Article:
In Memory of
A C Moakes
4th Bn., Royal Fusiliers
who died on
Friday, 4th May 1917.
Cemetery: DUISANS BRITISH CEMETERY, ETRUN, Pas de Calais, France
Grave Reference/ Panel Number: IV. D. 33.
Location: Duisans and Etrun are villages in the Department of the Pas-de-Calais, about 9 kilometres west of Arras. The Cemetery lies in Etrun but takes its name from the nearer village of Duisans. It is one kilometre north of Duisans on the D339 road off the Route nationale N39 (Arras-St Pol), in the angle of the Arras Habarcq road and a track leading to Haute-Avesnes.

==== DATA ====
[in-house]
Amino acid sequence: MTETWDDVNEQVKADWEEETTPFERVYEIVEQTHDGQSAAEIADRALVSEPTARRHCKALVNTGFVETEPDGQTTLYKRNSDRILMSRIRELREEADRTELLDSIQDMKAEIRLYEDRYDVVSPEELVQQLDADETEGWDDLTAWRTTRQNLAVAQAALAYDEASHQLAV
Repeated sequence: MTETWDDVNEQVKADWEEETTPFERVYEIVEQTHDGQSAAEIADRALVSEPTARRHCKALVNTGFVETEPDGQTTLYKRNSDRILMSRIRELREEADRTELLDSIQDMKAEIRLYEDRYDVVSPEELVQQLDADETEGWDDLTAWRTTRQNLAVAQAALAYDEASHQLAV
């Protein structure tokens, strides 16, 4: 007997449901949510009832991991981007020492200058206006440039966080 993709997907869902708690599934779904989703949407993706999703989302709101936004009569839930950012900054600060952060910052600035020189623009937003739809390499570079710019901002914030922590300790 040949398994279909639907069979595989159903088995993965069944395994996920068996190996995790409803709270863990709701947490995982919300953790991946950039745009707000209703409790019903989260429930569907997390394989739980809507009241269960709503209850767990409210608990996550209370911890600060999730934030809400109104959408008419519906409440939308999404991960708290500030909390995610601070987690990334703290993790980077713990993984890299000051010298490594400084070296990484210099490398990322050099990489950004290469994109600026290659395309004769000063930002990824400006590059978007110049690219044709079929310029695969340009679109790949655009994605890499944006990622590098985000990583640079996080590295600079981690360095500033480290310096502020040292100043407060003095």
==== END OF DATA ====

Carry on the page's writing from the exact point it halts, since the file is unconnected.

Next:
Historical Information: Duisans and the neighbourhood came under British occupation in March, 1916, but it was not until February, 1917, that the site of this Cemetery was selected for the 8th Casualty Clearing Station. The first burials took place in March; and from the beginning of April the Cemetery grew very quickly under the pressure of casualties in the 8th Casualty Clearing Station (until April, 1918), the 19th (until March, 1918), and the 41st (until July, 1917). The Battles of Arras, 1917, and the subsequent trench warfare are the historical background to these graves. From May to August, 1918, the Cemetery was used by Divisions and smaller fighting units for burials from the front line. In the Autumn of 1918 the 23rd, 1st Canadian and 4th Canadian Clearing Stations remained at Duisans for two months, and the 7th was there from November, 1920. There are now over 3,000, 1914-18 war casualties commemorated in this site. Two British graves were obliterated by shell fire, and the names are recorded on special memorials. In Plot II, Row A, there are buried, side by side, two brothers, an Officer and a Private, who died of wounds at Duisans on the same day.